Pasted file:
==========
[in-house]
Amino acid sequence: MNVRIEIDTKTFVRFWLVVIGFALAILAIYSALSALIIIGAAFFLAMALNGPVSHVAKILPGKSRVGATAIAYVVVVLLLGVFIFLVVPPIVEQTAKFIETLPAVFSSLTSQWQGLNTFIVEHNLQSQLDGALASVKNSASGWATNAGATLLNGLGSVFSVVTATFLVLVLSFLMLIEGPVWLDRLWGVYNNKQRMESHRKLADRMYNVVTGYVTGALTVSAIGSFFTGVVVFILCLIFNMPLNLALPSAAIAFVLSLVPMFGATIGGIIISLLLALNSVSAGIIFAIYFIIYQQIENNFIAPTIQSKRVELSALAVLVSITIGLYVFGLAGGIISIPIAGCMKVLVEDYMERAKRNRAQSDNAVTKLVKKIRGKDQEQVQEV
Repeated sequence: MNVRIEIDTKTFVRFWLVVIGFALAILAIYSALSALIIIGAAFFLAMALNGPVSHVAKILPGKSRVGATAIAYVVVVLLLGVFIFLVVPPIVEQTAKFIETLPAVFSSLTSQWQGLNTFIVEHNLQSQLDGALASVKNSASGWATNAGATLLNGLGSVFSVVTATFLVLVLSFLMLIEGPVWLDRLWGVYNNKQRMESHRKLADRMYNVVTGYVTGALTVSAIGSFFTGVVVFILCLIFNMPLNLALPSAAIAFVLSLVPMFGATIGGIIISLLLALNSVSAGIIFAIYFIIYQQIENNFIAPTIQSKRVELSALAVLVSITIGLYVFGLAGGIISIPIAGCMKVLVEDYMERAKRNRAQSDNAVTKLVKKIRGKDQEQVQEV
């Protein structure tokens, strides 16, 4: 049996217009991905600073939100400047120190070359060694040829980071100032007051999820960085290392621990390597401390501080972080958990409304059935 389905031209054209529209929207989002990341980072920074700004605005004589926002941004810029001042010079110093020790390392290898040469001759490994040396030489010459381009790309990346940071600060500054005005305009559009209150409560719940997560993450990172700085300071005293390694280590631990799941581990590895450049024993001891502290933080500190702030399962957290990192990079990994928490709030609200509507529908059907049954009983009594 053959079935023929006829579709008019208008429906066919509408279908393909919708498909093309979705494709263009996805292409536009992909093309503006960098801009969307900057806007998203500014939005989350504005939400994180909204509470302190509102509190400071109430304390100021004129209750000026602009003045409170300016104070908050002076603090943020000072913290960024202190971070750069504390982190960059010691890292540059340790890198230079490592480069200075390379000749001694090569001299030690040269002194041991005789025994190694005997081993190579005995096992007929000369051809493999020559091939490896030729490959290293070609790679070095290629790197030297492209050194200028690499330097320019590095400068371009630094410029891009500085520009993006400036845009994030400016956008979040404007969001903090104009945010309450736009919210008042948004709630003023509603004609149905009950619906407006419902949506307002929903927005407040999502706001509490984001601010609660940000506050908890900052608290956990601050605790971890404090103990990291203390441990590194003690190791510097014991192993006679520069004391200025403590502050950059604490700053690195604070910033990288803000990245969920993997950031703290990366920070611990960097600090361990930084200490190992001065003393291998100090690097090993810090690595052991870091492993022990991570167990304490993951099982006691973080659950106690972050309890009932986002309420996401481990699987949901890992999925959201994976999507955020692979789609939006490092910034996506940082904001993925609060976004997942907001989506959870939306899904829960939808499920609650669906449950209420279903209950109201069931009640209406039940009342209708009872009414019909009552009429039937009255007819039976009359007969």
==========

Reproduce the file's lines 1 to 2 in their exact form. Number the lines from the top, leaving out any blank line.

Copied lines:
[in-house]
Amino acid sequence: MNVRIEIDTKTFVRFWLVVIGFALAILAIYSALSALIIIGAAFFLAMALNGPVSHVAKILPGKSRVGATAIAYVVVVLLLGVFIFLVVPPIVEQTAKFIETLPAVFSSLTSQWQGLNTFIVEHNLQSQLDGALASVKNSASGWATNAGATLLNGLGSVFSVVTATFLVLVLSFLMLIEGPVWLDRLWGVYNNKQRMESHRKLADRMYNVVTGYVTGALTVSAIGSFFTGVVVFILCLIFNMPLNLALPSAAIAFVLSLVPMFGATIGGIIISLLLALNSVSAGIIFAIYFIIYQQIENNFIAPTIQSKRVELSALAVLVSITIGLYVFGLAGGIISIPIAGCMKVLVEDYMERAKRNRAQSDNAVTKLVKKIRGKDQEQVQEV